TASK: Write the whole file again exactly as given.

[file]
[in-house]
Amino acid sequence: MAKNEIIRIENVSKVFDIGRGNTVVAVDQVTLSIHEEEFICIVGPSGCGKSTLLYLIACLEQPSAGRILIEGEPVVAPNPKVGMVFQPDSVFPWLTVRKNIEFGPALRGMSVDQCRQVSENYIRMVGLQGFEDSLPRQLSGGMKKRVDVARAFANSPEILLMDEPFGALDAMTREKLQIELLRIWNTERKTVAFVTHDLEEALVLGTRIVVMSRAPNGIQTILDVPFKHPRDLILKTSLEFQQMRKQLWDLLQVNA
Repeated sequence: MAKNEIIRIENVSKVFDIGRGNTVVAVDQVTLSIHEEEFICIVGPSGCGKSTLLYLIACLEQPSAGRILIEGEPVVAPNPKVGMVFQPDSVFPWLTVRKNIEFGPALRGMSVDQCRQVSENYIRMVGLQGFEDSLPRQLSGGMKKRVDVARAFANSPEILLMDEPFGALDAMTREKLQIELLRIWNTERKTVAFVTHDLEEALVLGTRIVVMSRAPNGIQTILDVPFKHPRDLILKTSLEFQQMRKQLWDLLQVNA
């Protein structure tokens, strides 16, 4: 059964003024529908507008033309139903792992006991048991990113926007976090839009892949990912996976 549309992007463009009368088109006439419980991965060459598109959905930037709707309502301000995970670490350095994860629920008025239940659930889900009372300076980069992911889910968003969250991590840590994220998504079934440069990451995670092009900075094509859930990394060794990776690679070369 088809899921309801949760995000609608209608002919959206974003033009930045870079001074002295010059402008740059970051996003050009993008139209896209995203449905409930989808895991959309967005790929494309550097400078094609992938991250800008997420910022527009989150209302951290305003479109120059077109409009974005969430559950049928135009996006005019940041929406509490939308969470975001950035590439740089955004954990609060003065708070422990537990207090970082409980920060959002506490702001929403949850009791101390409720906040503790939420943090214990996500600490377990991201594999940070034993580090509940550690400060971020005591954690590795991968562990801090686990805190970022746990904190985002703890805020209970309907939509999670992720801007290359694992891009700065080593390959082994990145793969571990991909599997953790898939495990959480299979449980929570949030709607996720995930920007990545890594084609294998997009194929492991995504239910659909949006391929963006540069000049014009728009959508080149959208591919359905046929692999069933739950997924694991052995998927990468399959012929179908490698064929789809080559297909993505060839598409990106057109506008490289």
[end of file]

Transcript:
[in-house]
Amino acid sequence: MAKNEIIRIENVSKVFDIGRGNTVVAVDQVTLSIHEEEFICIVGPSGCGKSTLLYLIACLEQPSAGRILIEGEPVVAPNPKVGMVFQPDSVFPWLTVRKNIEFGPALRGMSVDQCRQVSENYIRMVGLQGFEDSLPRQLSGGMKKRVDVARAFANSPEILLMDEPFGALDAMTREKLQIELLRIWNTERKTVAFVTHDLEEALVLGTRIVVMSRAPNGIQTILDVPFKHPRDLILKTSLEFQQMRKQLWDLLQVNA
Repeated sequence: MAKNEIIRIENVSKVFDIGRGNTVVAVDQVTLSIHEEEFICIVGPSGCGKSTLLYLIACLEQPSAGRILIEGEPVVAPNPKVGMVFQPDSVFPWLTVRKNIEFGPALRGMSVDQCRQVSENYIRMVGLQGFEDSLPRQLSGGMKKRVDVARAFANSPEILLMDEPFGALDAMTREKLQIELLRIWNTERKTVAFVTHDLEEALVLGTRIVVMSRAPNGIQTILDVPFKHPRDLILKTSLEFQQMRKQLWDLLQVNA
């Protein structure tokens, strides 16, 4: 059964003024529908507008033309139903792992006991048991990113926007976090839009892949990912996976 549309992007463009009368088109006439419980991965060459598109959905930037709707309502301000995970670490350095994860629920008025239940659930889900009372300076980069992911889910968003969250991590840590994220998504079934440069990451995670092009900075094509859930990394060794990776690679070369 088809899921309801949760995000609608209608002919959206974003033009930045870079001074002295010059402008740059970051996003050009993008139209896209995203449905409930989808895991959309967005790929494309550097400078094609992938991250800008997420910022527009989150209302951290305003479109120059077109409009974005969430559950049928135009996006005019940041929406509490939308969470975001950035590439740089955004954990609060003065708070422990537990207090970082409980920060959002506490702001929403949850009791101390409720906040503790939420943090214990996500600490377990991201594999940070034993580090509940550690400060971020005591954690590795991968562990801090686990805190970022746990904190985002703890805020209970309907939509999670992720801007290359694992891009700065080593390959082994990145793969571990991909599997953790898939495990959480299979449980929570949030709607996720995930920007990545890594084609294998997009194929492991995504239910659909949006391929963006540069000049014009728009959508080149959208591919359905046929692999069933739950997924694991052995998927990468399959012929179908490698064929789809080559297909993505060839598409990106057109506008490289």